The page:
This slideshow requires JavaScript.

Broadly defined, folklore is the study of cultural traditions. Folklorists study a range of cultural forms, practices, and performances, including everything from folk art and craft making; to oral storytelling; to dancing and music; to festivals, rituals, and folk beliefs. While early folklorists tended to study rural or isolated communities and heavily focused on orally transmitted traditions, folklorists more recently have dramatically expanded the scope of their research to include the study of urban and suburban communities, as well as the study of how media and technology play a role in folk traditions.  

Recent studies by folklorists include:  

  • Trevor J. Blank and Andrea Kitta, eds., Diagnosing Folklore: Perspectives on Disability, Health, and Trauma (University Press of Mississippi) 
  • Rachel Valentina González, Quinceañera Style: Social Belonging and Latinx Consumer Identities (University of Texas Press) 
  • Michael Dylan Foster, Pandemonium and Parade: Japanese Monsters and the Culture of Yokai (University of California Press) 
  • Fernando Orejuela and Stephanie Shonekan, eds., Black Lives Matter and Music: Protest, Intervention, Reflection (Indiana University Press) 
  • Joseph SciorraBuilt with Faith: Italian American Imagination and Catholic Material Culture in New York City (University of Tennessee Press) 
  • Jeanne Pitre Soileau, Yo‘ Mama, Mary Mack, and Boudreaux and Thibodeaux: Louisiana Children’s Folklore and Play (University Press of Mississippi) 
  • Levi S. GibbsSong King: Connecting People, Places, and Past in China (University of Hawaii Press) 

As an academic discipline, folklore was largely developed in the late nineteenth century. The American Folklore Society was established in 1888 as a professional umbrella for literary scholars and anthropologists who were both concerned with the study of traditional cultures. Some of its charter members included leading scholars such as anthropologist Franz Boas at Columbia and Harvard’s Francis James Child, a noted scholar of folk ballads. It also included leading artists and public figures, such as authors Mark Twain and Zora Neale Hurston, and former US president Rutherford B. Hayes.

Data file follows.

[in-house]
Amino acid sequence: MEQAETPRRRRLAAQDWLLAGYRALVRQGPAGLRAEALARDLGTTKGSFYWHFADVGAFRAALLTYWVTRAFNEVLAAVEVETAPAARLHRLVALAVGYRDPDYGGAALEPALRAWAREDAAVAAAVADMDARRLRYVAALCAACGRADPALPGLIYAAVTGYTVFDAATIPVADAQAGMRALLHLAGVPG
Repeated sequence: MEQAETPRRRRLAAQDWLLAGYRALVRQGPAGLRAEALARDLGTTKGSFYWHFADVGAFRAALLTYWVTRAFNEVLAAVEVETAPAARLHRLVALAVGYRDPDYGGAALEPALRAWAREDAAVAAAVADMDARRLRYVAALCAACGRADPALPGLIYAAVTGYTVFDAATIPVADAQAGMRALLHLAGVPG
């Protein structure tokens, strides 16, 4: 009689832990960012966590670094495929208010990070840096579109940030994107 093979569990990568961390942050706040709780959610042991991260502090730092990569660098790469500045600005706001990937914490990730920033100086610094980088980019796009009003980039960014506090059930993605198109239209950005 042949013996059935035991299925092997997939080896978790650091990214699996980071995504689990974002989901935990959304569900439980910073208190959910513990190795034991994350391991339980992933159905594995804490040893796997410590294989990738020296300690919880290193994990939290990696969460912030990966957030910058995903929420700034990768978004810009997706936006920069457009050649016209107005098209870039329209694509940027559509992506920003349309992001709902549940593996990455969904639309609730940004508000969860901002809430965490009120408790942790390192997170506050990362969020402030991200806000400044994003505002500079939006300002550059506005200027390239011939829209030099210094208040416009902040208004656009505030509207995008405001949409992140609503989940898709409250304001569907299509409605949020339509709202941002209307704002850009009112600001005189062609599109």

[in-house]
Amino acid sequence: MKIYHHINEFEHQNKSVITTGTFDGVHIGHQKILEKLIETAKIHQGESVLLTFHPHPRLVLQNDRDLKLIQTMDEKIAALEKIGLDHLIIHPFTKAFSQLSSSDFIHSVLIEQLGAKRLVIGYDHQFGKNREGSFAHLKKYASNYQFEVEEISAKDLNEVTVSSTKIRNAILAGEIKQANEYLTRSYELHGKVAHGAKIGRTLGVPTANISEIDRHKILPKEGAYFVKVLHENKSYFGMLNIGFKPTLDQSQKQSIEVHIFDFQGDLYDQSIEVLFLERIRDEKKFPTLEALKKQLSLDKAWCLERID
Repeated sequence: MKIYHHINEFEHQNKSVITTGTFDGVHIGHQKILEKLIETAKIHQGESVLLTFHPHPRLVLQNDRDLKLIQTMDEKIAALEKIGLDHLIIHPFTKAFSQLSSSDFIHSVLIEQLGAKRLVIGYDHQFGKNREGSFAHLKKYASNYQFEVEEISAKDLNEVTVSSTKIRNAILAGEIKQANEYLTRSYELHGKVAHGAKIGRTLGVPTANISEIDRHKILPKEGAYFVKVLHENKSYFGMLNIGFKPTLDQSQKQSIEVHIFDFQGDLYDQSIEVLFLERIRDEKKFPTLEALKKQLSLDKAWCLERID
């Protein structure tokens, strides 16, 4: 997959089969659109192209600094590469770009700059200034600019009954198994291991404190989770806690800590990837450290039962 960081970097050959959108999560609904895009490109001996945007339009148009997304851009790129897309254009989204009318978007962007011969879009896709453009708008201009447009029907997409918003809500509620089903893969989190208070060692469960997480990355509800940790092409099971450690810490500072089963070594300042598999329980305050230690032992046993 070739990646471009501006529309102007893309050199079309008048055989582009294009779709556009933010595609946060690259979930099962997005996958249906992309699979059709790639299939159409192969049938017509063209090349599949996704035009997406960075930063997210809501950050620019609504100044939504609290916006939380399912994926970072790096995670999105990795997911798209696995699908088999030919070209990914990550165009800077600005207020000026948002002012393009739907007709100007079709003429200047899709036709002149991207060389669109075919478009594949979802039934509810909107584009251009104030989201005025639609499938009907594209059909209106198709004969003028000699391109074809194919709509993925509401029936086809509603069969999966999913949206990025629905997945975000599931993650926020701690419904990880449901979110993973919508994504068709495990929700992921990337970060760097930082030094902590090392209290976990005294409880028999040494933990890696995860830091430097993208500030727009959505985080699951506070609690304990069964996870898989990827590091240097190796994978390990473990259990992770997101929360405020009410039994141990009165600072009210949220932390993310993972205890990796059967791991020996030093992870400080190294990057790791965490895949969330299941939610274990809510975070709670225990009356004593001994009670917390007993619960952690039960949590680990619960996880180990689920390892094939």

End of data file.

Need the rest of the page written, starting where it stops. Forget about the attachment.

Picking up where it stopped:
Today, folklore is an integral area in the humanities and social sciences throughout the world. Folklorists can be found in museum settings, non-profit arts or governmental agencies, libraries and archives, and colleges and universities, among many other places. Folklorists conduct ethnographic fieldwork, produce documentary films, organize exhibits and festivals, and play a role in cultural sustainability efforts. Although there are relatively few standalone academic departments of folklore in the United States, training for folklorists is offered at many universities through departments of English, anthropology, and American studies, among other areas. Degrees offered span the full range from undergraduate to graduate levels as well as various certificate or credentialing programs. Many students also study folklore as an emphasis within their degree. For example, Penn State Harrisburg does not offer any official degrees in folklore studies, but it does offer a wide range of courses on folklore and ethnography available to students through the American Studies BA, MA, and PhD programs. Penn State Harrisburg also offers a graduate certificate in Folklore and Ethnography that serves as an indication of this concentration on the graduate level.